As stated previously, the logic task consists of determining the state of a signal coming from a set of interconnected contacts, based both on how the contacts are interconnected and the states of the individual contacts, open or closed. There are only two basic contact connections to be considered: the series connection and the parallel connection. FIG. 2 shows the series connection. The logic action is: a logic signal will flow from left to right and be present at the "output" if, and only if, all three contacts are closed. This is the equivalent of an AND-logic operation, that is a logic "1" is obtained if Contact-1 and Contact-2 and Contact-3 are closed.
But more precisely, one does not think in terms of contacts being open or closed but rather whether the devices controlling the contacts are energized or deenergized. This leads to the concept of normally-open and normally-closed contacts. FIG. 3 shows three contacts where reference is made to the control coils controlling the contacts and where that contact controlled by coil 3CR is normally-closed. The logic action is now described as follows: a logic "1" signal is obtained if, and only if, coils 1CR and 2CR are energized and coil 3CR is deenergized. The logic equivalent of labeling a contact as normally closed is the NOT-logic operation.
The parallel connection is shown in FIG. 4. Here, the logic action is: a logic output of "1" is obtained if, and only if, either coil 1CR or 2CR is energized or if coil 3CR is deenergized. This is commonly regarded as equivalent to the logic-OR operation.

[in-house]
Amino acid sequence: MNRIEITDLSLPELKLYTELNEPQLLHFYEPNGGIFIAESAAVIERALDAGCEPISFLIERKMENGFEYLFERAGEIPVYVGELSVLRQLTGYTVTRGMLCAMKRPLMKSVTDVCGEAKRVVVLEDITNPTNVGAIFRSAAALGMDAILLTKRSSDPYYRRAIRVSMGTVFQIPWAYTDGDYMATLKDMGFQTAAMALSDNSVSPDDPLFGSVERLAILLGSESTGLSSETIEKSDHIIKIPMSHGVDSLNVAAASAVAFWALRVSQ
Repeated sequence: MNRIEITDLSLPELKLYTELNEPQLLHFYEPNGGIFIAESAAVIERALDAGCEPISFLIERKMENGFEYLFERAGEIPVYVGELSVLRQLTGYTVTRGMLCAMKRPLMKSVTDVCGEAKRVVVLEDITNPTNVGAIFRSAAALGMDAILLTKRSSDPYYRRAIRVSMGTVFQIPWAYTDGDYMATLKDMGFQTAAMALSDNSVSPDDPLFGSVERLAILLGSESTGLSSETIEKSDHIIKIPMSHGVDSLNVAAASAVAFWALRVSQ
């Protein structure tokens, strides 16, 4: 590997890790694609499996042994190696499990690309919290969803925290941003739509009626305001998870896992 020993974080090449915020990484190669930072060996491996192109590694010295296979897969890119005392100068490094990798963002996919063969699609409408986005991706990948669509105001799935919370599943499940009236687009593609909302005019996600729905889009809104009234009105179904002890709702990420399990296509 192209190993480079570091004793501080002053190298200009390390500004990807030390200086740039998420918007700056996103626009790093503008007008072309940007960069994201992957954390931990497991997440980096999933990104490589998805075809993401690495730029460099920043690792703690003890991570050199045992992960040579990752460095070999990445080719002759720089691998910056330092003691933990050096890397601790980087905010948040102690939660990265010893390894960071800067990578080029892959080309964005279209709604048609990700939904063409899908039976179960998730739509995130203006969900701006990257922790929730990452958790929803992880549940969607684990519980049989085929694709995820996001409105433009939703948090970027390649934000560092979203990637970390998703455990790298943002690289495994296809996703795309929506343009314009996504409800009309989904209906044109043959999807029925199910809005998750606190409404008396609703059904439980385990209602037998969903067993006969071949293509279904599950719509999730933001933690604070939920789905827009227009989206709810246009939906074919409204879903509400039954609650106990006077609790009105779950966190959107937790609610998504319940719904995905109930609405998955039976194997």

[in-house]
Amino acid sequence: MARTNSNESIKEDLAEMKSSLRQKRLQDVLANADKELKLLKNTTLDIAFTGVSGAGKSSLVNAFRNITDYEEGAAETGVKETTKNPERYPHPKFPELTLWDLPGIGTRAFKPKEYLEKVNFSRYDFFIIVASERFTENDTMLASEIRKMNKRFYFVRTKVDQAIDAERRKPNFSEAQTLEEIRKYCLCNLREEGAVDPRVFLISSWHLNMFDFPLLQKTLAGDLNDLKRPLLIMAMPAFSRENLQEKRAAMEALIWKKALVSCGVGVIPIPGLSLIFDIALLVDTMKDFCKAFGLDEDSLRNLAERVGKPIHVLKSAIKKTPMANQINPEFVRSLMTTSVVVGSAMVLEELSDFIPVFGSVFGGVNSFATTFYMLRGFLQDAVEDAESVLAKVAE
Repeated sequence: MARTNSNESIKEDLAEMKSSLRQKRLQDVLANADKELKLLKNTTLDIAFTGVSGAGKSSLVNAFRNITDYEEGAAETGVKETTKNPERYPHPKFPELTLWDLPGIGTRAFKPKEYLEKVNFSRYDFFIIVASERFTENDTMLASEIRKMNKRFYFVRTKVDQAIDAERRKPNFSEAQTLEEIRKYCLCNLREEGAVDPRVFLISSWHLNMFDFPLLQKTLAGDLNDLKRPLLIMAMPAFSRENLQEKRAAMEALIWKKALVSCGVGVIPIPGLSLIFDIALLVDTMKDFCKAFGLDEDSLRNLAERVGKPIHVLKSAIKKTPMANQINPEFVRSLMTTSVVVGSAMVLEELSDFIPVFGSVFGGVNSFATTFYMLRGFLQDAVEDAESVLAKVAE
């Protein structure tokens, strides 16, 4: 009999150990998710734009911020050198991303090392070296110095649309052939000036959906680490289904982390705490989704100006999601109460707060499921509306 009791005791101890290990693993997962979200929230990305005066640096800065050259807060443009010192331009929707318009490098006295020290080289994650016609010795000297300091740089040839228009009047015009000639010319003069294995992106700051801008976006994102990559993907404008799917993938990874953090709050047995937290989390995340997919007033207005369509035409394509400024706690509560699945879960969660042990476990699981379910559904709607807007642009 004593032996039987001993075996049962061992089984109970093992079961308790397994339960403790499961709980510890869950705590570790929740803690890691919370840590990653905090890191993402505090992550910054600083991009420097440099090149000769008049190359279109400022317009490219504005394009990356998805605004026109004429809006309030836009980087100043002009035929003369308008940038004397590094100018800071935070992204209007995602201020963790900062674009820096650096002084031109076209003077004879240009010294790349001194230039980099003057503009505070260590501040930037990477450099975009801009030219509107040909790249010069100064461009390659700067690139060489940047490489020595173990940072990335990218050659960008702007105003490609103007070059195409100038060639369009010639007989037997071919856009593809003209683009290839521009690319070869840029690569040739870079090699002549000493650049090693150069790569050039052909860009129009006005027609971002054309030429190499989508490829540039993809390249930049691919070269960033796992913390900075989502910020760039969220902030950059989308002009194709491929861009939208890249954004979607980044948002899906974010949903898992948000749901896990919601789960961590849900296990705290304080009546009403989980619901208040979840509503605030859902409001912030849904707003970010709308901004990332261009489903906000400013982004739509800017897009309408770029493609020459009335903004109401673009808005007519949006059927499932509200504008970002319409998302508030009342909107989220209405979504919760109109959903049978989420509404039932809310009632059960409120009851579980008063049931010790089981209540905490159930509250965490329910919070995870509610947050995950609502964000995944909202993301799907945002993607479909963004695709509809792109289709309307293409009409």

Programmable controllers compute the logic represented by series and parallel contacts through sequential instructions placed into a memory. Each instruction has a portion indicating the type of operation to be performed, series or parallel, and a reference number defining where the internal processor is to go to find the status of the device (input or coil) controlling the contact. The programmer must determine and write these instructions according to the manner in which the contacts are interconnected.
Programming is quite simple for contacts in series. One could write three instructions for the logic of FIG. 3 thus:
SERIES N.O. 1CR
SERIES N.O. 2CR
SERIES N.C. 3CR
where "SERIES" indicates the type of internal action to be performed, actually an AND-logic operation, and 1CR, 2CR and 3CR are the "reference numbers" for the internal control coils energizing the "contacts". As seen, the instructions are also "tagged" N.O. or N.C., meaning normally-open and normally-closed.
Programming is also simple for the parallel connection of FIG. 4 where one would write:
OR N.O. 1CR
OR N.O. 2CR
OR N.C. 3CR
Programming simplicity, however, can be retained when series and parallel operations are intermixed only if all paralleled contacts are connected to the left line as illustrated in FIG. 5. The instructions for this example would be:
SERIES N.O. 1CR
SERIES N.C. 2CR
OR N.O. 3CR
SERIES N.O. 4CR
OR N.O. 5CR
The early prior art controllers required parallel contacts to be connected in this fashion; most of the small ones still do. This means that a diagram such as FIG. 6 must be modified as shown in FIG. 7 by introducing a coil to get the single contact going to the left line since you can "OR" only a single contact with the previous result. The added elements increase the cost.
It is desirable to have a programming means which accommodates such configurations as FIG. 6 without requiring the user to modify his diagram. This could be done if means within the processor were provided to store and retrieve the partial results of the logic operation. The program for FIG. 6 might then be written: